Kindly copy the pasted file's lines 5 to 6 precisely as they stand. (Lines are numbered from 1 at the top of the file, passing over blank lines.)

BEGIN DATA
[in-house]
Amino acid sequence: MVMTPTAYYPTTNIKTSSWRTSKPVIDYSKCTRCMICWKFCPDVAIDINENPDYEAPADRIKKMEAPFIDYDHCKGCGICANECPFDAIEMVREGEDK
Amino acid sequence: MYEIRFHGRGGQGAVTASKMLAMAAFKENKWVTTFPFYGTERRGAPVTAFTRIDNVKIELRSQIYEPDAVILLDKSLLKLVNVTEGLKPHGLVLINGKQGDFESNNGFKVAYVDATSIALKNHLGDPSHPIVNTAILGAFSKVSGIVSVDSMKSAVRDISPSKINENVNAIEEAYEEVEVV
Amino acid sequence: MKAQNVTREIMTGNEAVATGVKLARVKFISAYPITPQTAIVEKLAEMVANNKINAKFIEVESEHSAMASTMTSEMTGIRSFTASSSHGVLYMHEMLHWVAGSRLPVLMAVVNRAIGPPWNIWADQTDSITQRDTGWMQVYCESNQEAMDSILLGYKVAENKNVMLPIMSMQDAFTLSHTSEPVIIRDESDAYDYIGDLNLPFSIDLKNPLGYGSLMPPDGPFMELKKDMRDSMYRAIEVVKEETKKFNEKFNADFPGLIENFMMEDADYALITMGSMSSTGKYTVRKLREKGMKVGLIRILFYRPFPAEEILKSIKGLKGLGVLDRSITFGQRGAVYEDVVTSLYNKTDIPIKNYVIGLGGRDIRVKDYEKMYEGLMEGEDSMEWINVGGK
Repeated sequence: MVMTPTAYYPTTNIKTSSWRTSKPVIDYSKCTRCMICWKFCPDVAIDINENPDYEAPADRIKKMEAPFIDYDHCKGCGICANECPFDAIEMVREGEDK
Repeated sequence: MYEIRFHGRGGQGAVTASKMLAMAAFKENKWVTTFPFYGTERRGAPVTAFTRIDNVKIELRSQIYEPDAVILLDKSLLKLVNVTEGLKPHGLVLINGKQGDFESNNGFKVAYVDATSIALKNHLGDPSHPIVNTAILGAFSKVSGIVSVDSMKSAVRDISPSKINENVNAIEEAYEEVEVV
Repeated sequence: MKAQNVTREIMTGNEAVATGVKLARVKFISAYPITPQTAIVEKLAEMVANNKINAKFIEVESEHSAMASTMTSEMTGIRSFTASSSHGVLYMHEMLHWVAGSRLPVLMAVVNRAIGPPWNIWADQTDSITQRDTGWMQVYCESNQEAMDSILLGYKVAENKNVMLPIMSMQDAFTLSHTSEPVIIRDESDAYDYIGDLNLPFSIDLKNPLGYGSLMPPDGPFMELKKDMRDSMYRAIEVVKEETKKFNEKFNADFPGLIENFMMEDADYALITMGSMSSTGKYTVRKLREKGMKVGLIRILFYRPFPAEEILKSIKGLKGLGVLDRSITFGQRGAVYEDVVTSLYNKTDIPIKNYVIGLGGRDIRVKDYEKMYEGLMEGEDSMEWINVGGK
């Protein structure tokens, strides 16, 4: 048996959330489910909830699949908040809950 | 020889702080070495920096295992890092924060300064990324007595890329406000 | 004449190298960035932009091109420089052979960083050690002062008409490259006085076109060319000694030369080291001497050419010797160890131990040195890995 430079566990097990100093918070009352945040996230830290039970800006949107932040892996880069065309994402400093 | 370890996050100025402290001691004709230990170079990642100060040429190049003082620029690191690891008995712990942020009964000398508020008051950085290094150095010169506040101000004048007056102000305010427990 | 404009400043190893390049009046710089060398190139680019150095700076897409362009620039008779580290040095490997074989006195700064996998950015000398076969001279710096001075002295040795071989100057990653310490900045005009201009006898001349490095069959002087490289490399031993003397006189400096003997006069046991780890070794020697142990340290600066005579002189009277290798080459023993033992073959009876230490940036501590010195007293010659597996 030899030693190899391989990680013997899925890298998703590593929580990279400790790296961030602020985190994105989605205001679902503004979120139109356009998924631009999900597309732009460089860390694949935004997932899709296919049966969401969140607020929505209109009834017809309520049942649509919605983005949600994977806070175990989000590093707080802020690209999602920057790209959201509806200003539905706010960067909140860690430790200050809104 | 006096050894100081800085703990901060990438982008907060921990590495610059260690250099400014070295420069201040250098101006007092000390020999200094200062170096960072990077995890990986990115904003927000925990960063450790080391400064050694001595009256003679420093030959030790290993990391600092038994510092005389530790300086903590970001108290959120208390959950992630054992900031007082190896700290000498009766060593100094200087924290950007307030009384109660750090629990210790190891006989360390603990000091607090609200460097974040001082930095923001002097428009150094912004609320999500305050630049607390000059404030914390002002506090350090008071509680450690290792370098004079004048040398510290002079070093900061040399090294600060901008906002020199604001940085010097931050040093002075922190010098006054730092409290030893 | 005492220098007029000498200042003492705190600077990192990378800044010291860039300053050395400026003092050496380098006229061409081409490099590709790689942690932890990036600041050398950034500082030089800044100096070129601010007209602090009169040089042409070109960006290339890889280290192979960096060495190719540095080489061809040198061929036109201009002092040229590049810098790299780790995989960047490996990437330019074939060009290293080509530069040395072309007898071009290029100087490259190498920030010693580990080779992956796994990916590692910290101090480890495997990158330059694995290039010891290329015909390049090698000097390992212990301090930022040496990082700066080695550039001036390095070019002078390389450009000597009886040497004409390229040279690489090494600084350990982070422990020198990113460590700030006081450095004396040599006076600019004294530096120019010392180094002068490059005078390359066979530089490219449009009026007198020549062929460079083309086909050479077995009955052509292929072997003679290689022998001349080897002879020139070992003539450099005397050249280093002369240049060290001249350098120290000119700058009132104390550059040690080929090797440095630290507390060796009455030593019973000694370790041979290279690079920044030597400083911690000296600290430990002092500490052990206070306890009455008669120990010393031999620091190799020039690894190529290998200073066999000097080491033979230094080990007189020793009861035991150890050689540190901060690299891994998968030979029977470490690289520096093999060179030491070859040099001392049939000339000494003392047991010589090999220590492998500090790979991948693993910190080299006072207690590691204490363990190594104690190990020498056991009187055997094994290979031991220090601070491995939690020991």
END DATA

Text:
Repeated sequence: MVMTPTAYYPTTNIKTSSWRTSKPVIDYSKCTRCMICWKFCPDVAIDINENPDYEAPADRIKKMEAPFIDYDHCKGCGICANECPFDAIEMVREGEDK
Repeated sequence: MYEIRFHGRGGQGAVTASKMLAMAAFKENKWVTTFPFYGTERRGAPVTAFTRIDNVKIELRSQIYEPDAVILLDKSLLKLVNVTEGLKPHGLVLINGKQGDFESNNGFKVAYVDATSIALKNHLGDPSHPIVNTAILGAFSKVSGIVSVDSMKSAVRDISPSKINENVNAIEEAYEEVEVV